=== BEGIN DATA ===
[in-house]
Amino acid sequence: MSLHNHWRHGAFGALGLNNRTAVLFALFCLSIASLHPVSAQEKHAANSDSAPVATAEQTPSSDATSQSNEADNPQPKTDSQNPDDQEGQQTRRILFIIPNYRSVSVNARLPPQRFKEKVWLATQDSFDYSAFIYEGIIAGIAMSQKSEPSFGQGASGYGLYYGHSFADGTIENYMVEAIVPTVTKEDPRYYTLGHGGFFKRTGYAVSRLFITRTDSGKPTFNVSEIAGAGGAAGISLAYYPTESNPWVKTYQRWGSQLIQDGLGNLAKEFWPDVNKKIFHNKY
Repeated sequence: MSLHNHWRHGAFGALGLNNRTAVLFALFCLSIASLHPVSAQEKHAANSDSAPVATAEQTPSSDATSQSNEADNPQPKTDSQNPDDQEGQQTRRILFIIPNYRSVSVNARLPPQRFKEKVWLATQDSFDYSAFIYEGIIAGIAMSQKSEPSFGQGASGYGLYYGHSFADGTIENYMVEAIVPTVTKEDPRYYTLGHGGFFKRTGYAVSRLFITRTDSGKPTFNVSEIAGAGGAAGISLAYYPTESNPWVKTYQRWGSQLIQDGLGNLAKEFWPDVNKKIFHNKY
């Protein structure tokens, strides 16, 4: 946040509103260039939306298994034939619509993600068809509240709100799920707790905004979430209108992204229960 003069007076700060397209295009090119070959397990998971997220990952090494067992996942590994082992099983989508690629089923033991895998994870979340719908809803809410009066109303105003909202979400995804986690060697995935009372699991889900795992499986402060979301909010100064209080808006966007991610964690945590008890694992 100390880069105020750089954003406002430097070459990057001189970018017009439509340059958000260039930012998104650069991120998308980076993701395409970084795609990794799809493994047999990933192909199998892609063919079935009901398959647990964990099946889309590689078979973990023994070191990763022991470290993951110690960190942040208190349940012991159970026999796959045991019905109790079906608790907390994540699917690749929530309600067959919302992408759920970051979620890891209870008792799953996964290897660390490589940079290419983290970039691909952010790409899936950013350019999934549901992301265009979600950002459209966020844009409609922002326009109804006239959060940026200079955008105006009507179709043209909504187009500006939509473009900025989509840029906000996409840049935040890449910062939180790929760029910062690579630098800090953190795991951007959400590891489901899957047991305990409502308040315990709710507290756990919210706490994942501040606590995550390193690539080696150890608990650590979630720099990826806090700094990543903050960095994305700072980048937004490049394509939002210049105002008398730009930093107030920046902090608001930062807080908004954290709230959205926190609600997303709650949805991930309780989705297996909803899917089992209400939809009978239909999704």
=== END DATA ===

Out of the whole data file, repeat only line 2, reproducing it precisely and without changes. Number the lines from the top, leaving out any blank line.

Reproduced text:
Amino acid sequence: MSLHNHWRHGAFGALGLNNRTAVLFALFCLSIASLHPVSAQEKHAANSDSAPVATAEQTPSSDATSQSNEADNPQPKTDSQNPDDQEGQQTRRILFIIPNYRSVSVNARLPPQRFKEKVWLATQDSFDYSAFIYEGIIAGIAMSQKSEPSFGQGASGYGLYYGHSFADGTIENYMVEAIVPTVTKEDPRYYTLGHGGFFKRTGYAVSRLFITRTDSGKPTFNVSEIAGAGGAAGISLAYYPTESNPWVKTYQRWGSQLIQDGLGNLAKEFWPDVNKKIFHNKY